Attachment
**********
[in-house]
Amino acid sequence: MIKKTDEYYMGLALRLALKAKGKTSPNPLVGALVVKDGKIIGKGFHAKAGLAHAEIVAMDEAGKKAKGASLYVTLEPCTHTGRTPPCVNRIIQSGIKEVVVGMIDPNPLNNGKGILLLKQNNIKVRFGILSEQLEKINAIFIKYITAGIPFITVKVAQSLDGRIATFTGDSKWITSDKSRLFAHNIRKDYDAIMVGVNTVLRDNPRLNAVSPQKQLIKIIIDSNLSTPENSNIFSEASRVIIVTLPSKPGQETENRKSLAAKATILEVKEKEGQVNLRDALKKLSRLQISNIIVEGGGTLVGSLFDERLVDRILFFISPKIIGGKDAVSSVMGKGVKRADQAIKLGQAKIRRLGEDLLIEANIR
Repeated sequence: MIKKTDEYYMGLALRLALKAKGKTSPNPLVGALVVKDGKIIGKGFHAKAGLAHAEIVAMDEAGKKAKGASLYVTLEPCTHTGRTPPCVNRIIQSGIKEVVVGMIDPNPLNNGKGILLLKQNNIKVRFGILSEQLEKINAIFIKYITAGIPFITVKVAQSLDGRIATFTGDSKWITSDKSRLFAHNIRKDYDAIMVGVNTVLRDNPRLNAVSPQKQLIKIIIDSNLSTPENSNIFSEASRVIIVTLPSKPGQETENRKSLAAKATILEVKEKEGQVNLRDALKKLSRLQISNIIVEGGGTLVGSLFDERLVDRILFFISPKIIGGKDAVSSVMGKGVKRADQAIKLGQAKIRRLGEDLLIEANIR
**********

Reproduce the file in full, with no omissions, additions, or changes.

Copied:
[in-house]
Amino acid sequence: MIKKTDEYYMGLALRLALKAKGKTSPNPLVGALVVKDGKIIGKGFHAKAGLAHAEIVAMDEAGKKAKGASLYVTLEPCTHTGRTPPCVNRIIQSGIKEVVVGMIDPNPLNNGKGILLLKQNNIKVRFGILSEQLEKINAIFIKYITAGIPFITVKVAQSLDGRIATFTGDSKWITSDKSRLFAHNIRKDYDAIMVGVNTVLRDNPRLNAVSPQKQLIKIIIDSNLSTPENSNIFSEASRVIIVTLPSKPGQETENRKSLAAKATILEVKEKEGQVNLRDALKKLSRLQISNIIVEGGGTLVGSLFDERLVDRILFFISPKIIGGKDAVSSVMGKGVKRADQAIKLGQAKIRRLGEDLLIEANIR
Repeated sequence: MIKKTDEYYMGLALRLALKAKGKTSPNPLVGALVVKDGKIIGKGFHAKAGLAHAEIVAMDEAGKKAKGASLYVTLEPCTHTGRTPPCVNRIIQSGIKEVVVGMIDPNPLNNGKGILLLKQNNIKVRFGILSEQLEKINAIFIKYITAGIPFITVKVAQSLDGRIATFTGDSKWITSDKSRLFAHNIRKDYDAIMVGVNTVLRDNPRLNAVSPQKQLIKIIIDSNLSTPENSNIFSEASRVIIVTLPSKPGQETENRKSLAAKATILEVKEKEGQVNLRDALKKLSRLQISNIIVEGGGTLVGSLFDERLVDRILFFISPKIIGGKDAVSSVMGKGVKRADQAIKLGQAKIRRLGEDLLIEANIR